or skip a reading of ''Goodnight Moon. '' All these deeply held beliefs will have to be
rethought. It's not that parents don't matter at all. Extreme cases of abuse and
neglect can leave permanent scars. Skills like reading and playing a musical
instrument can be imparted by parents. And parents affect their children's happiness
in the home, their memories of how they were treated, and the quality of the lifelong
relationship between parent and child. But parents don't seem to mold their children's
intellects, personalities, or overall happiness for the rest of their lives.

The implications for science are profound as well. Here is a puzzle: Identical twins
growing up together have the same genes, family environments, and peer groups, but
the correlations in their traits are only around 50 percent. Ergo, neither genes nor
families nor peer groups, nor the interactions among these factors, can explain what
makes them different. Researchers have hunted for other possible causes, such as
sibling rivalry or differential treatment by parents, but none has panned out. As with
Bob Dylan's Mister Jones, something is happening here but we don't know what it is.

My own hunch is that the differences come largely from chance events in
development. One twin lies one way in the womb and stakes out her share of the
placenta, the other has to squeeze around her. A cosmic ray mutates a stretch of
DNA, a neurotransmitter zigs instead of zags, the growth cone of an axon goes left
instead of right, and one person's brain might gel into a slightly different configuration
from another's, regardless of their genes. 

If chance in development is to explain the less-than-perfect similarity of identical
twins, it says something interesting about development in general. One can imagine a
developmental process in which millions of small chance events cancel one another
out, leaving no difference in the end product. One can imagine a different process in
which a chance event could derail development entirely, or send it on a chaotic path
resulting in a freak or a monster. Neither of these results occurs with a pair of
identical twins. They are distinct enough that our instruments can pick up the
differences, yet both are healthy instances of that staggeringly improbable, exquisitely
engineered system we call a human being. The development of organisms must use
complex feedback loops rather than prespecified blueprints. Random events can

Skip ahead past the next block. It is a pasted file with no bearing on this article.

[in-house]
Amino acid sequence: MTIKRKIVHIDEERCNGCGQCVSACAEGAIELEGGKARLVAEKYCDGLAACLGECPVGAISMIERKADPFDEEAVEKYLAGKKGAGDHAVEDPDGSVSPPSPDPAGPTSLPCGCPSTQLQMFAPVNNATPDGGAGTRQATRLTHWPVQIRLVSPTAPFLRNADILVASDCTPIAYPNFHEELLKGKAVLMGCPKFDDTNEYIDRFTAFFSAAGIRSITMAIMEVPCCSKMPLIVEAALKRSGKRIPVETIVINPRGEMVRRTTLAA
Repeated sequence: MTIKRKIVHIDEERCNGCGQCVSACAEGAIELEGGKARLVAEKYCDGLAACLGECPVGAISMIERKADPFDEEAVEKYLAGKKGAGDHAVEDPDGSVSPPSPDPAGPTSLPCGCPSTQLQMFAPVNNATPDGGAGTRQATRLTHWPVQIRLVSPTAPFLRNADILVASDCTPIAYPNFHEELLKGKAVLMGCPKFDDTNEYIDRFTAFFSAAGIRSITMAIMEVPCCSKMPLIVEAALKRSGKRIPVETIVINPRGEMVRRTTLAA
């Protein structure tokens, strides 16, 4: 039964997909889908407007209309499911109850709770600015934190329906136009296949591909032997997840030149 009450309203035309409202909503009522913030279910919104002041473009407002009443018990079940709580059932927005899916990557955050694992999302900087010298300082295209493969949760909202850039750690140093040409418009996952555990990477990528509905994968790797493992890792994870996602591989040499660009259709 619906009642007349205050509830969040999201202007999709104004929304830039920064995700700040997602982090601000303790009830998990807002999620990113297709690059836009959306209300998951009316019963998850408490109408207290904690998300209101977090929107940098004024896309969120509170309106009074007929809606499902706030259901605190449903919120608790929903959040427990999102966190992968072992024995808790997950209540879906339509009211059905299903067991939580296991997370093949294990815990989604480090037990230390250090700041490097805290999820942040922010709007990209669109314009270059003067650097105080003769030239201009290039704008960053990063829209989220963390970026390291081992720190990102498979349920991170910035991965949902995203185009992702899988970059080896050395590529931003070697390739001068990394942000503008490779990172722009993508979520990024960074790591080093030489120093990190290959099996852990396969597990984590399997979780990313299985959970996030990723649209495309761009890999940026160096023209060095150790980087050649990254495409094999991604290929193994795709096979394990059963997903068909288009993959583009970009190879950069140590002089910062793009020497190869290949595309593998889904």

divert the trajectory of growth, but the trajectories are confined within an envelope of
functioning designs for the species. 

These profound questions are not about nature vs. nurture. They are about nurture
vs. nurture
: about what, exactly, are the nongenetic causes of personality and
intelligence. But the questions would never have come to light if researchers had not
first taken measures to factor out the influence of nature, by showing that
correlations between parents and children cannot glibly be attributed to parenting but
might be attributable to shared genes. That was the first step that led them to
measure the possible effects of parenting empirically, rather than simply assuming
that those effects had to be all-powerful.

The human brain has been called the most complex object in the known universe. No
doubt many hypotheses that pit nature against nurture as a dichotomy, or that fail to
distinguish the ways in which they might interact, will turn out to be simplistic or
wrong. But that complexity does not mean we should fuzz up the issues by saying
that it's all just too complicated to think about, or that some hypotheses should be
treated a priori as necessarily true, necessarily false, or too dangerous to mention. As
with other complex phenomena like inflation, cancer, and global warming, when it
comes to the development of a human being we have no choice but to try to
disentangle the causes. 

Steven Pinker is Peter de Florez Professor of Psychology at MIT and author of
''The Language Instinct,'' and ''How the Mind Works." This essay is adapted in
part from his latest book, ''The Blank Slate.''